The application process does not limit to a single application per school. There are opportunities for different innovative teachers, projects, or teams. Kelly Green, Academic Program Manager with US Partners in Learning, indicated, “IEF is a great way to promote the activities the students are engaged in . . . and if selected, this is a great way to showcase the school or district.”

More information about the application and process, including a video of past winners and is available at http://www.microsoft.com/education/uspil/USIEF/default.mspx.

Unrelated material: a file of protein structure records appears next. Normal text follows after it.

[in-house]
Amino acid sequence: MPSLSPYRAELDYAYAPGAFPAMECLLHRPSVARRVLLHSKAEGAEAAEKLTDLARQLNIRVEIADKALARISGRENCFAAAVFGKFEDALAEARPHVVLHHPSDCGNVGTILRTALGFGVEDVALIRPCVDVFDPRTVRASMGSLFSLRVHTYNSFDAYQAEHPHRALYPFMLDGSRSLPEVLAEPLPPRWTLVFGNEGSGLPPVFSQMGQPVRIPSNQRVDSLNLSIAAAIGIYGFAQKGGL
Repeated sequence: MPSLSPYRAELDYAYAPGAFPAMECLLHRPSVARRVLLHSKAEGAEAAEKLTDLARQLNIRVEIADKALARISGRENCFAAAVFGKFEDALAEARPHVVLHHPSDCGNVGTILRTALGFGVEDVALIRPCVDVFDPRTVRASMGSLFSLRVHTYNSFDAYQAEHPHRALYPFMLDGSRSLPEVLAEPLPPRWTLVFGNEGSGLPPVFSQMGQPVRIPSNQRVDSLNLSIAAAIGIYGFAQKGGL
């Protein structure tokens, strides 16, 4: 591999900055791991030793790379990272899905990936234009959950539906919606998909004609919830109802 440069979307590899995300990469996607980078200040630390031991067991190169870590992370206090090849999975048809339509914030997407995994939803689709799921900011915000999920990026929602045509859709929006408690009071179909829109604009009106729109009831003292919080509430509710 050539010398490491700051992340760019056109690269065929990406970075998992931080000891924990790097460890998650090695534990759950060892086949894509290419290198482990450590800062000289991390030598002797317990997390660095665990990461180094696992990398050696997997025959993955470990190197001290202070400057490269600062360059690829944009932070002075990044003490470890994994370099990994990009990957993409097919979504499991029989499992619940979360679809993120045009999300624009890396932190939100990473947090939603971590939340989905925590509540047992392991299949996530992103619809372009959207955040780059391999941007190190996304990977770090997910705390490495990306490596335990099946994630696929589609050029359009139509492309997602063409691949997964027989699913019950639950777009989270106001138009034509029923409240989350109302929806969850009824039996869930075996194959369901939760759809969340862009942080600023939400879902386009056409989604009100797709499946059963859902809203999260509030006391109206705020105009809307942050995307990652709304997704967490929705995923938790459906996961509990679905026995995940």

By Dean in News, Resources, Uncategorized
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New Federal Career Pathways Funding Toolkit Available

Wednesday, October 13th, 2010

In an effort to support inter-agency state teams to identify and use federal resources that support career pathways and career pathway bridge models, the Center for Law and Social Policy (CLASP) has recently released a toolkit to support state planning and design. The resource provides a Funding Options Worksheets and information on ten Federal programs that can interweave the legislative priorities or “braid” the design and development of career pathways and bridges in a more thoughtful and effective manner. The toolkit also may assist teams to identify state policy barriers to using federal resources and strategies for managing the challenges.